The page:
Ever since bitcoin's meteoric rise in late December, an influx of people have decided to buy some digital coin — overwhelming some B.C. brokers who apologized for delays, backlogs and, in one case, a freeze on new registrations.
Entrepreneur Robert Meister helped one Vancouver payment processor get a foothold and saw "significant gains" in all cryptocurrencies. He said there are huge opportunities, but people need to understand what they are investing in.
"I've had my parents ask me. Should I be investing? I can't say yes or no," he said.
It's about so much more than bitcoin now.
Show me the $
Bitcoin isn't a physical coin but a digital currency invented in 2009.
People scoffed at the concept of bits of computer code assigned a monetary value.
Then bitcoin hit a peak value of $24,000 in late 2017.
Now there are more than 1,300 cryptocurrencies worldwide.
Services offering to help people buy and trade the latest initial coin offering or ICO are proliferating.
But not all futurists embrace this.
University of British Columbia Entrepreneurship Professor Marc-David Seidel is a cryptocurrency skeptic.
"I would never touch them," he said.
He's wary about the companies set up to help trade this currency.
He said buyers are required to hand over the key to their digital wallet to strangers running untested processing companies and that's precarious.
Crypto-exchanges are not regulated like banks.
Depending where they are based, they may not be regulated at all.
So, if a deal goes sideways, the buyer may end up having to sue wherever the seller or brokerage is based, which can be expensive and fruitless.
In B.C., cryptocurrencies are usually considered securities.
A security is something bought as an investment on the expectation of turning a profit.
"Anything, from an orange to a chinchilla, can be a security. It's when you are buying a piece of somebody else's dream," said Cristie Ford, financial regulation expert with the University of British Columbia's Centre for Business Law.
Companies that trade them are required to disclose basic information to the B.C. Securities Commission.
But despite disclosures, the buyer is left to decode and assess the risks.
"It's not the job of a securities commission to test whether or not you are investing your money in something sound. They don't kick the tires on a cryptocurrency. And they don't check whether or not [an exchange] is a safe place for people to put their money. That's just not their job," said Ford.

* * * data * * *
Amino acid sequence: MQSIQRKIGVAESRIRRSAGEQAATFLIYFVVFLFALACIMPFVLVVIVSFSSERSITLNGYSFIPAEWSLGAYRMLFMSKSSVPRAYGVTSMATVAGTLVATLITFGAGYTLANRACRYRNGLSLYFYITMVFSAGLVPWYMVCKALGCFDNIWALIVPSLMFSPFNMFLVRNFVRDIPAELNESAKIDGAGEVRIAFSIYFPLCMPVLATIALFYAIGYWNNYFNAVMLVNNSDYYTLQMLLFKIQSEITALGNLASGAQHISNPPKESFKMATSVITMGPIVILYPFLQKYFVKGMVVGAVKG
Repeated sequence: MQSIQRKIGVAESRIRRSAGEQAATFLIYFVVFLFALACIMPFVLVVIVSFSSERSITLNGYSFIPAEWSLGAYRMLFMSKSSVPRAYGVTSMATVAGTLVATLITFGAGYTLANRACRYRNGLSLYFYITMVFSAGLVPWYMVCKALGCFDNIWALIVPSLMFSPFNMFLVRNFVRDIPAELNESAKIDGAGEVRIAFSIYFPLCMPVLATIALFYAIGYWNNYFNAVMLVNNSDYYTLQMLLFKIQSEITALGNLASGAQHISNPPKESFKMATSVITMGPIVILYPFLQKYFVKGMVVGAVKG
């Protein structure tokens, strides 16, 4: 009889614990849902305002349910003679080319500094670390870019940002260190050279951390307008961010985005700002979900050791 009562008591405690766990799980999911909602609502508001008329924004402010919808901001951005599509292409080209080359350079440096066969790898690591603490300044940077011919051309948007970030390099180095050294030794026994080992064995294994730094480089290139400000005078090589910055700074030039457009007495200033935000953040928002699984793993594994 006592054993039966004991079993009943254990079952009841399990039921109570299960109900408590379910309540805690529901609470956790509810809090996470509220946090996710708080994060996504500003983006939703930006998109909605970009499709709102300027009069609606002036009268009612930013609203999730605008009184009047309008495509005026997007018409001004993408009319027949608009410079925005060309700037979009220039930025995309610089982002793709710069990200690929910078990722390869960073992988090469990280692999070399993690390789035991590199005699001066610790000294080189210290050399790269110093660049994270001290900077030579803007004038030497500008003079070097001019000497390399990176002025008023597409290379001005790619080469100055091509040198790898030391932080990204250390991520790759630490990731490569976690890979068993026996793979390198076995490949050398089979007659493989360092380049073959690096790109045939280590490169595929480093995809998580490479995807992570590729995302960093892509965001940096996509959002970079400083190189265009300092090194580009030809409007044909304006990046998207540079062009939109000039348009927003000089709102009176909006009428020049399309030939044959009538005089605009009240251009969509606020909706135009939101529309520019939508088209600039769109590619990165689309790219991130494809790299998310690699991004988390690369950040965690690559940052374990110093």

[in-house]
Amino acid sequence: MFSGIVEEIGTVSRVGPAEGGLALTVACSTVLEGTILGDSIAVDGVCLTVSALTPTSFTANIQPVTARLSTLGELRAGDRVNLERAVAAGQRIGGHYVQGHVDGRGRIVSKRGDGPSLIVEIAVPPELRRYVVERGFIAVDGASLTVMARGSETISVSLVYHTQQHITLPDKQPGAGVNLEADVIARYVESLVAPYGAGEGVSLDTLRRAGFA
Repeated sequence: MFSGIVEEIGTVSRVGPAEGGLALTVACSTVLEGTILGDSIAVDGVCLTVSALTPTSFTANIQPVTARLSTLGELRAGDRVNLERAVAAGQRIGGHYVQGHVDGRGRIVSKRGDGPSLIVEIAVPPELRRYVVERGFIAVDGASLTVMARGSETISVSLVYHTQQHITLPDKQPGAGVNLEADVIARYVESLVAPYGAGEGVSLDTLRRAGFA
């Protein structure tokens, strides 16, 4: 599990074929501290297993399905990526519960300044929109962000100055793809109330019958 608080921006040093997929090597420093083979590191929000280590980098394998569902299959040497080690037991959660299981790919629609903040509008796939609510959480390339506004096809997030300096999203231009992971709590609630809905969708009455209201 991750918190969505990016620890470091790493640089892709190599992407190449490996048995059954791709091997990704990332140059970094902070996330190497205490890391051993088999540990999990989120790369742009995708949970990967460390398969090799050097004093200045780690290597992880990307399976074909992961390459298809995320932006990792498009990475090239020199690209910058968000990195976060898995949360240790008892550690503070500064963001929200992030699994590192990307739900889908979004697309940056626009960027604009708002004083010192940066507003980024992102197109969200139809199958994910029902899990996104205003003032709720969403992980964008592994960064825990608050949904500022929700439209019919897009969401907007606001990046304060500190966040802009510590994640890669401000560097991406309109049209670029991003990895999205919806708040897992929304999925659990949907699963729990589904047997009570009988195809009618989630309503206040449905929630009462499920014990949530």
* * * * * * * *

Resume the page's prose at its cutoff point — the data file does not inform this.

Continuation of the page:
She fears the current digital coin craze feels hype-driven.
"It doesn't feel very different to me than 1999 and the dotcom boom. By the time taxi drivers and your grandmother are talking about something, it's probably a bubble," said Ford.
Ripe for fraud
Last year the head of the U.S. Securities and Exchange Commission went even further, warning cryptocurrency investors of scams and criminal activity in the sector and urging them to be sure they were safe from theft and hacking.
"You can lose a significant amount of money in a very short period of time without you even knowing. Not really based on the fundamentals of economics or even what's going on in the world," said Meister.
He believes it can be navigated with the help and experience of guides or brokers.
And there is money to be made.
But Seidel offers an alternative plan.
Skip it, until it's less volatile.
He's watched the cryptocurrency world unfurl at a furious pace.
Though he sees great promise in the emerging financial form, he says people who need help buying it are over their heads.
- Mt Gox CEO facing trial in Japan as bitcoin gains traction
- Bitcoin miner NiceHash reveals $60M hack as price rockets past $16,000 US
He points to disasters like Mt. Gox, a Japanese firm that was the world's leading bitcoin exchange before a hacker breach led to its collapse in 2014 — and loss claims of an estimated $2.4 trillion — more than the annual gross domestic product of France.
So, for now even some of the most tech-savvy futurists, like Seidel, are taking a pass, just in case profits dissolve into ether instead of Ethereum.